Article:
Most of what I have run in the Raptor has been on desert runs in SoCal or Baja California, which is mostly about hauling ass, eating whoops and getting stuck in loose sand from time to time. The most difficult trails I have hit were out in SouthWest Colorado near Ouray and Silverton. My truck is just so dang wide for those tight, twisty mountain trails, and she drags her wide hips through just about everything out there. As for battle scars, she’s got trail rash all over and rock chips pepper the bedsides, but that’s how I like my rigs – beat not babied.
PREP & PLAN
Friends and radios are a must. I plan on getting a hold of a Garmin Spot X at some point, so I can communicate with people if I am out alone but as of right now I just rely on the people that head into the wilderness with me!
Typically, the short trips start with a friend calling or me and my lady just wanting to get out, we pick a spot, grab the Rugged Cases full of gear and roll out. When we are preparing for a larger road trip, I like to look at a map and pick a direction. Sometimes we start with a few spots that I have wanted to see or camp at and add them to the route. Then, I begin researching destinations along the way and some trails that lead there. Once I get to the area of our destination, we will cruise the trails and just explore to see what kind of adventure we can get into! Though we may get a bit sandy sometimes, we always stick to the trails and leave the areas we camp in better shape than we found them.
2017 FORD RAPTOR
POWERTRAIN AND UNDER THE HOOD PERFORMANCE:
Mountune High Flow Intake, Mountune front mount intercooler, COBB Accessport V3 ECU Flash Tuner
WHEELS & TIRES:
Falken Wildpeak M/T 37×12.50R17LT, Icon Alloys Rebound 17×8.50
Bumper: KC HiLites 7-Light Gravity LED Pro6 Light Bar with amber covers, A-Pillar: KC HiLites Flex LED Duals, Overhead: KC HiLites 9-Light Gravity LED Pro6 Light Bar, Roof Rack: KC HiLites 10” C-Series LED 100W Flood Lights, Rear: KC HiLites Flex Singles, Chase Bar: KC HiLites 28” Chase LED Light Bar, Rock: Feniex Industries Amber/White Cannon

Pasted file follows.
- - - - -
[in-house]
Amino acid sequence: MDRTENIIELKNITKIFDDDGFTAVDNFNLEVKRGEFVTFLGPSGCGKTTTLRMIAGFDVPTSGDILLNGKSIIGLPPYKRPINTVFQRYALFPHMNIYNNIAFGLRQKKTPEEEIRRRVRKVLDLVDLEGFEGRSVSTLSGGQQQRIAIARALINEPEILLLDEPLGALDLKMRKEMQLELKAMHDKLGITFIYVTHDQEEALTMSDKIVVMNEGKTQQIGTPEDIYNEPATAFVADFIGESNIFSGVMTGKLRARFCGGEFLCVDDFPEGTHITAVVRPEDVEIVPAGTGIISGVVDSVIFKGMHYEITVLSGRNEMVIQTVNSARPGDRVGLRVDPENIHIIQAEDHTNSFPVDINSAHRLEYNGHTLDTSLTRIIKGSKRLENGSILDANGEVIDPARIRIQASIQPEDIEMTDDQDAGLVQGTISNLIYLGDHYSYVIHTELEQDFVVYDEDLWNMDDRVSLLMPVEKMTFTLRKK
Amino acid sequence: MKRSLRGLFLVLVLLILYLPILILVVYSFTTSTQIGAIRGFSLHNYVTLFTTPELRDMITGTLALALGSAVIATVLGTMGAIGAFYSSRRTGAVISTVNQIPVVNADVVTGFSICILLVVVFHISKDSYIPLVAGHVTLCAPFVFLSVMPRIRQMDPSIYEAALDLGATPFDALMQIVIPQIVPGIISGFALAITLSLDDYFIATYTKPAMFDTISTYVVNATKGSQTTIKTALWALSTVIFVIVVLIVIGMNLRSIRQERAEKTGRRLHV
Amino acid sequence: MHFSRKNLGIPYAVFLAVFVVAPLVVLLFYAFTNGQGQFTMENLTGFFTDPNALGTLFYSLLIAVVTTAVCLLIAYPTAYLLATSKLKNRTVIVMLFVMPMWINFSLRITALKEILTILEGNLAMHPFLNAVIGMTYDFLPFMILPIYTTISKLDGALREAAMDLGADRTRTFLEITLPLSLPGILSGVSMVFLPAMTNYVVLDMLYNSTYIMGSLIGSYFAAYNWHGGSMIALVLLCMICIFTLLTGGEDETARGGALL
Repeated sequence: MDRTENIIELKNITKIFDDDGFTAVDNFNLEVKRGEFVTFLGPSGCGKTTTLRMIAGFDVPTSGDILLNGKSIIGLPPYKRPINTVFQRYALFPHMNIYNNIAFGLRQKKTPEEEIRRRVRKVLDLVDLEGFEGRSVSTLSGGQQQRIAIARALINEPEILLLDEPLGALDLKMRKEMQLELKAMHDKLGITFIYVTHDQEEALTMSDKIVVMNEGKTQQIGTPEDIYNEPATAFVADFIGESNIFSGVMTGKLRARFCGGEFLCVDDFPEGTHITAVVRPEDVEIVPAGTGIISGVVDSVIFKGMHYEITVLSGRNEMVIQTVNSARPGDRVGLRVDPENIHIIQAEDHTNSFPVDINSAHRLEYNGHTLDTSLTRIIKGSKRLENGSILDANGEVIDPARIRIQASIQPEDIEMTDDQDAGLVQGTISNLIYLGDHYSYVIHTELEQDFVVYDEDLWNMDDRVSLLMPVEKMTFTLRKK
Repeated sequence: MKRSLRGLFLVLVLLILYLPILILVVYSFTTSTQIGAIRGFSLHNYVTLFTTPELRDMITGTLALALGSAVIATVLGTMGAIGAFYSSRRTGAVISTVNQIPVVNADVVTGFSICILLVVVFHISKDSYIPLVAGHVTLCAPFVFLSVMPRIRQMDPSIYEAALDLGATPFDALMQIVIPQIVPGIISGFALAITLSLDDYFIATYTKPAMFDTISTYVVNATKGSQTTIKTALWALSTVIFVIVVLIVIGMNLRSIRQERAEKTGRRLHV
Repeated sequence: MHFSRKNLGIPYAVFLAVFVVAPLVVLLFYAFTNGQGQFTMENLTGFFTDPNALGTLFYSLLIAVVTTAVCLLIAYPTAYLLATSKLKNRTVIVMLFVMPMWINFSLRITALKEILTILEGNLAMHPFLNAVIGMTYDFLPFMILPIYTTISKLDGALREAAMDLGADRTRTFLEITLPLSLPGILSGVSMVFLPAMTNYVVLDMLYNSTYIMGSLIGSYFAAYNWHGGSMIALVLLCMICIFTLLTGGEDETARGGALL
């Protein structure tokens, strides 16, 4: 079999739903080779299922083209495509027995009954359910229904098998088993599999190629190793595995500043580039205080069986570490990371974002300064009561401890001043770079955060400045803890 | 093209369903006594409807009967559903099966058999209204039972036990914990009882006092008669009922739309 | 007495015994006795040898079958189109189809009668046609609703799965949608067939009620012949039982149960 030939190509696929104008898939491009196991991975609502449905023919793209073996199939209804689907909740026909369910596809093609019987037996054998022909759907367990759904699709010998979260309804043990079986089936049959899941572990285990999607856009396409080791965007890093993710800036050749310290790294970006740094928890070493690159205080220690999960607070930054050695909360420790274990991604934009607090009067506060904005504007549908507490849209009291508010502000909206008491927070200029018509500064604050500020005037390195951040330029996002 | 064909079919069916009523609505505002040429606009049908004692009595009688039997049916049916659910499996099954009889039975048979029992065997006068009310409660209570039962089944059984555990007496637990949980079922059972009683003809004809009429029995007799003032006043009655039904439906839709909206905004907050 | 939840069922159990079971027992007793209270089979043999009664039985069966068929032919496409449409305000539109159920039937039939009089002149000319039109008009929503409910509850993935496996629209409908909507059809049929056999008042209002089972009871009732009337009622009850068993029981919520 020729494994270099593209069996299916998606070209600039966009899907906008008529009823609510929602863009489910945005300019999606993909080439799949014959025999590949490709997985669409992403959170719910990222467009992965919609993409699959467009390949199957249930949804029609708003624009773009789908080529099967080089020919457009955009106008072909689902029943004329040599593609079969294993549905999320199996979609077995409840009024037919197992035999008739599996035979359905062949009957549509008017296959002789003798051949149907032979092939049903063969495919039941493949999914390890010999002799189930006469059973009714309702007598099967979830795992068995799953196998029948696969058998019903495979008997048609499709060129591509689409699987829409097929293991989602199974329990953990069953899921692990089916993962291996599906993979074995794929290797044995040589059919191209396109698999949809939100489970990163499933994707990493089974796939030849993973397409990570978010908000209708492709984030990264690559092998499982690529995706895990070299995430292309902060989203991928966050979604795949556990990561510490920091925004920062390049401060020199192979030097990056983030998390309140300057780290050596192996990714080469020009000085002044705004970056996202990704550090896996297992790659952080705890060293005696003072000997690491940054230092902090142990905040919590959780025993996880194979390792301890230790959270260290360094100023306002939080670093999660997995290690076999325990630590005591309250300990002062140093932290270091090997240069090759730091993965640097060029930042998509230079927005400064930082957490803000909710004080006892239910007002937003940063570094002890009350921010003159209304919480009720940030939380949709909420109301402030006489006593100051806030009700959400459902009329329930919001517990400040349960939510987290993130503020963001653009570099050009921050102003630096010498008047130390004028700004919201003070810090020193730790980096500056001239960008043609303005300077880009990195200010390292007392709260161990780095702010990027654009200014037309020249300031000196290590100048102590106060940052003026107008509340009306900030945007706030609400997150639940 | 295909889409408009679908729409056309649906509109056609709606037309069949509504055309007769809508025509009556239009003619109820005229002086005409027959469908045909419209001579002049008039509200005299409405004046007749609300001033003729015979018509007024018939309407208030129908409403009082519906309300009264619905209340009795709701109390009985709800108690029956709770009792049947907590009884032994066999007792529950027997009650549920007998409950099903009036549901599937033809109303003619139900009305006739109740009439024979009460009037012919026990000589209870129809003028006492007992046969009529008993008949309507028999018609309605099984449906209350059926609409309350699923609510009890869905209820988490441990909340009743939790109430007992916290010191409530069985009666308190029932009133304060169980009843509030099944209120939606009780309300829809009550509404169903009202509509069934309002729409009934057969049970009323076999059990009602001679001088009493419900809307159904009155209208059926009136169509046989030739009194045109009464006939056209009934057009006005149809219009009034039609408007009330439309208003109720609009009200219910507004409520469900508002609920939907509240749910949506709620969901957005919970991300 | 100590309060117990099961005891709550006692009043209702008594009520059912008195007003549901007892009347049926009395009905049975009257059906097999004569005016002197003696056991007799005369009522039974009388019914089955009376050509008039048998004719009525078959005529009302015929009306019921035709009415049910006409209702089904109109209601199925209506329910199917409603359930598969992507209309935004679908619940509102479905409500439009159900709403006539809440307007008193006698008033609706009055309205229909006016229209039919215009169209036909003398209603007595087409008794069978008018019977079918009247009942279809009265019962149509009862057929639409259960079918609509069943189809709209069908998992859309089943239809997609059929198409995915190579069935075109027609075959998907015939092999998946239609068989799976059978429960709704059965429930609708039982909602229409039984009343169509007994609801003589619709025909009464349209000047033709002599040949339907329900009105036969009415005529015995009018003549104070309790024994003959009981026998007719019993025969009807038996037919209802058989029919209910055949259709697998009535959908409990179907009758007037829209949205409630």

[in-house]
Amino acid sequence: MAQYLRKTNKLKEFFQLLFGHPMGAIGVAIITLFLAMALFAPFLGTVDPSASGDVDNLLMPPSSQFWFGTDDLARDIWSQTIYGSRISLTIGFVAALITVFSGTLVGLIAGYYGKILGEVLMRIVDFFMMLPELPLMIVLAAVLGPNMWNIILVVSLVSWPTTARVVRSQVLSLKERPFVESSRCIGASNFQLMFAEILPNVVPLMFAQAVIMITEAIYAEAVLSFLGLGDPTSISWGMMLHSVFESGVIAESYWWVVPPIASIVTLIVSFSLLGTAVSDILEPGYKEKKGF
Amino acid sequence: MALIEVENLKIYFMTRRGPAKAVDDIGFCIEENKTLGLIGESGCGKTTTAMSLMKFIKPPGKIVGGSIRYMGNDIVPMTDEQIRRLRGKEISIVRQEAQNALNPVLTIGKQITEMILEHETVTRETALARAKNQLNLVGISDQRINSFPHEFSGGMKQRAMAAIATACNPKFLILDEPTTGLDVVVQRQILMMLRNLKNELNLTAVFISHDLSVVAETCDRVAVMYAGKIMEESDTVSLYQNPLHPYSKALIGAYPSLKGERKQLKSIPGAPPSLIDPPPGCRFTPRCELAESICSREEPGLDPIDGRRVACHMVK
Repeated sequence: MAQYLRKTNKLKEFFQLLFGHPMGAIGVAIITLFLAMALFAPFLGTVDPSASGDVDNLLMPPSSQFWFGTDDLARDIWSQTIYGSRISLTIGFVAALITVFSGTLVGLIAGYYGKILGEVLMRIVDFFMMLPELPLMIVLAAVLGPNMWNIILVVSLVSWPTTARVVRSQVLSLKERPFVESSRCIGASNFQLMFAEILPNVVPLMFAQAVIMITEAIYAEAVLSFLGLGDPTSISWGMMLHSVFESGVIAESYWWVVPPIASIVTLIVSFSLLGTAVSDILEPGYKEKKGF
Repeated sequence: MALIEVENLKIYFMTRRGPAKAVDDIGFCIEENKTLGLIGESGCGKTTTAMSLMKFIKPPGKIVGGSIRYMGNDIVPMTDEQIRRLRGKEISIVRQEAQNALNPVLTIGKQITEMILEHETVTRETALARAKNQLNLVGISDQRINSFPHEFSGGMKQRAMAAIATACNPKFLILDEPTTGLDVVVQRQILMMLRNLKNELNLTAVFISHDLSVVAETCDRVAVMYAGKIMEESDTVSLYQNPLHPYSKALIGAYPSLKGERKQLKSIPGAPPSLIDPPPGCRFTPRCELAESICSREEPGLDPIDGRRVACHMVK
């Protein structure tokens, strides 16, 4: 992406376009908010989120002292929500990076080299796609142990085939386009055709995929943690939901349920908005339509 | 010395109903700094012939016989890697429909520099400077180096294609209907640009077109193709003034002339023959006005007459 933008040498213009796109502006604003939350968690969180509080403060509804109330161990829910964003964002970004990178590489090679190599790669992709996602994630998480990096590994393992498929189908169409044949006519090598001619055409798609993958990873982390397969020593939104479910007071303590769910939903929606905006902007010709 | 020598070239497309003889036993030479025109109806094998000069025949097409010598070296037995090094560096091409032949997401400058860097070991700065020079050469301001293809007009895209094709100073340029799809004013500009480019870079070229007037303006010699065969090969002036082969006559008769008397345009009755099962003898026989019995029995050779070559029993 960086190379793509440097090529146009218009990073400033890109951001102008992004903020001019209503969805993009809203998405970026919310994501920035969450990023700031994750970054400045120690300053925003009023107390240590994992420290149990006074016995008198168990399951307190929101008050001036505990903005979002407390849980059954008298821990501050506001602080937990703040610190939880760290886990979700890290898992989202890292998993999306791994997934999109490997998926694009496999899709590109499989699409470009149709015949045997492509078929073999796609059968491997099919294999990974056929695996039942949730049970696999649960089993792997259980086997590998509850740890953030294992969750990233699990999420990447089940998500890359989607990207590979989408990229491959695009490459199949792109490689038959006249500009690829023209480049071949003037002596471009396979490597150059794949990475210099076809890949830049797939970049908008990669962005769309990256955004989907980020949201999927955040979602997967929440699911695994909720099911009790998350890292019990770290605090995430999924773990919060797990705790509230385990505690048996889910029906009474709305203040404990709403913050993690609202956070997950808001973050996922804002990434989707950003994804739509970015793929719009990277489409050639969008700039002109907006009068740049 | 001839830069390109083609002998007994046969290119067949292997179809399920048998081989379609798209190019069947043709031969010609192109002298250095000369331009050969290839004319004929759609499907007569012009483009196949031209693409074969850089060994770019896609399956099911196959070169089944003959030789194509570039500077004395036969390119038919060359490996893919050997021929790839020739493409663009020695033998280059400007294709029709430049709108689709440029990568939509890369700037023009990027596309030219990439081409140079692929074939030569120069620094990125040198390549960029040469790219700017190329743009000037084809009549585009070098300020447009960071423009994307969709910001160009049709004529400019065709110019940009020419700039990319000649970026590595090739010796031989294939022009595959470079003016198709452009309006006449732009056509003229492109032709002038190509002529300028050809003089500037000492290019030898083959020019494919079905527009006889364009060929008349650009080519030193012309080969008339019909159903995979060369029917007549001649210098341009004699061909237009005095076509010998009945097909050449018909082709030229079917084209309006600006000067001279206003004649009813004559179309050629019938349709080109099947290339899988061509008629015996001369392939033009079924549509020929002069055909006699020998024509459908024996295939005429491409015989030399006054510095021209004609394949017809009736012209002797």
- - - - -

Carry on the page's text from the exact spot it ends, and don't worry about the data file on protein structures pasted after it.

GEAR STORAGE, ORGANIZATION, ROOF RACK, BED RACK: Top:
Roam Adventure Co. 83L Rugged Cases with Lid Organizers, Bed: Roam Adventure Co. 105L Rugged Cases with Molle Panels, Back Seat: Roam Adventure Co. 82L Rugged Case, Roof Rack: KC HiLites M-Rack, Bed Rack: Wilco Offroad Low Pro Bed Rack, Bed Storage: Decked Truck Bed Drawer
Winch (sitting in the garage): Warn VR EVO 12-S Winch, Deadman Offroad Recovery Kit, MaxTrax MKII Vehicle Recovery Device
ARMOR, BUMPERS, SLIDERS:
Icon Impact Off- Road Armor Front Bumper N-Fab RKR Rails
Advanced Fiberglass Concepts 2” Flare 2” Rise Front Fenders, Advanced Fiberglass Concepts 2.5” Flare 1” Rise Rear Bedsides
Icon Vehicle Dynamics 3.0 Remote Reservoir CDCV Coilovers Icon Vehicle Dynamics Billet Upper Control Arms with Delta Joint up front, Icon Vehicle Dynamics
3.0 Triple Bypass Shocks, Icon Vehicle Dynamics Multi Rate Leaf Pack, Icon Vehicle Dynamics Hydraulic Bump Stop Kit in the rear, Freedom Motorsports R1 Concepts GEOMET Double Coated Rotors, Centric Posi Quiet Ceramic Performance Brake Pads
ELECTRONICS, COMMUNICATION, IN- CABIN ACCESSORY MOUNTS:
Kenwood TM-V71A Dual Band Transceiver, Rugged Radios V3 Handhelds, Feniex Industries Typhoon Handheld 100W Siren and Controller, Builtright Industries Dash Mount RAM X-Grip Mount, Dash mounted hula girl, Ipad Mini
Roam Adventure Co. Vagabond Roof Top Tent, Roam Adventure Co. 5’ Straight Awning, Roam Adventure Co. 20qt Rugged Cooler, Dometic CFX65DZ Portable Fridge